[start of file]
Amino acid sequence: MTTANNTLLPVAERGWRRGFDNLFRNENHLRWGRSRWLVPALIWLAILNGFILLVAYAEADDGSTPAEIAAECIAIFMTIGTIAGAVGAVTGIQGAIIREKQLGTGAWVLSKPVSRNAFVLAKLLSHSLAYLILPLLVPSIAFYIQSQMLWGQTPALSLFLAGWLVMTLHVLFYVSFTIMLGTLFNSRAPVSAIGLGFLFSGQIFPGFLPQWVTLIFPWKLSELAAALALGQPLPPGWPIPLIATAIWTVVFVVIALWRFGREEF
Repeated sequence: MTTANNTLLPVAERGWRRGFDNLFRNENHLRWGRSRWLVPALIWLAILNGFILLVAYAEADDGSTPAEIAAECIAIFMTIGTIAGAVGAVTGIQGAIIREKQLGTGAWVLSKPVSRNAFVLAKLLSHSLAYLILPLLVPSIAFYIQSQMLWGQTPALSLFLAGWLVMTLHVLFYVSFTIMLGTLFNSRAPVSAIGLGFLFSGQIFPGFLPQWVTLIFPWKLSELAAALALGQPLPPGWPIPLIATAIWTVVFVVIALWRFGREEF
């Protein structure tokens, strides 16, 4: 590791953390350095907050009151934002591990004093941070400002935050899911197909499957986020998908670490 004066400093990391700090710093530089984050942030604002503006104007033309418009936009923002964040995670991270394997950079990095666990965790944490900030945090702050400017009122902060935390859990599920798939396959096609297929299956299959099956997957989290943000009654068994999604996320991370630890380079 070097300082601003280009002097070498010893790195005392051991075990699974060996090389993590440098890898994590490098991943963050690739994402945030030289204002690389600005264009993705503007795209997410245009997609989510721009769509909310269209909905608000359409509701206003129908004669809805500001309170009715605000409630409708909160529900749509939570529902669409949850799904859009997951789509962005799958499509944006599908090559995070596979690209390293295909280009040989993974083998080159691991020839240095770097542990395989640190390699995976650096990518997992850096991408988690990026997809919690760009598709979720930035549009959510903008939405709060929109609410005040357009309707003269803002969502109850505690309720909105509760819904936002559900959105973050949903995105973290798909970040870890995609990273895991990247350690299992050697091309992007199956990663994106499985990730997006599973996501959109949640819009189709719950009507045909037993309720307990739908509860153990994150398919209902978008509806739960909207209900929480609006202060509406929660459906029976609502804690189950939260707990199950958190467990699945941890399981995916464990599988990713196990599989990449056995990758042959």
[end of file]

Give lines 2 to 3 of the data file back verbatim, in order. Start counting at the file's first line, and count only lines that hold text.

Repeated sequence: MTTANNTLLPVAERGWRRGFDNLFRNENHLRWGRSRWLVPALIWLAILNGFILLVAYAEADDGSTPAEIAAECIAIFMTIGTIAGAVGAVTGIQGAIIREKQLGTGAWVLSKPVSRNAFVLAKLLSHSLAYLILPLLVPSIAFYIQSQMLWGQTPALSLFLAGWLVMTLHVLFYVSFTIMLGTLFNSRAPVSAIGLGFLFSGQIFPGFLPQWVTLIFPWKLSELAAALALGQPLPPGWPIPLIATAIWTVVFVVIALWRFGREEF
């Protein structure tokens, strides 16, 4: 590791953390350095907050009151934002591990004093941070400002935050899911197909499957986020998908670490 004066400093990391700090710093530089984050942030604002503006104007033309418009936009923002964040995670991270394997950079990095666990965790944490900030945090702050400017009122902060935390859990599920798939396959096609297929299956299959099956997957989290943000009654068994999604996320991370630890380079 070097300082601003280009002097070498010893790195005392051991075990699974060996090389993590440098890898994590490098991943963050690739994402945030030289204002690389600005264009993705503007795209997410245009997609989510721009769509909310269209909905608000359409509701206003129908004669809805500001309170009715605000409630409708909160529900749509939570529902669409949850799904859009997951789509962005799958499509944006599908090559995070596979690209390293295909280009040989993974083998080159691991020839240095770097542990395989640190390699995976650096990518997992850096991408988690990026997809919690760009598709979720930035549009959510903008939405709060929109609410005040357009309707003269803002969502109850505690309720909105509760819904936002559900959105973050949903995105973290798909970040870890995609990273895991990247350690299992050697091309992007199956990663994106499985990730997006599973996501959109949640819009189709719950009507045909037993309720307990739908509860153990994150398919209902978008509806739960909207209900929480609006202060509406929660459906029976609502804690189950939260707990199950958190467990699945941890399981995916464990599988990713196990599989990449056995990758042959």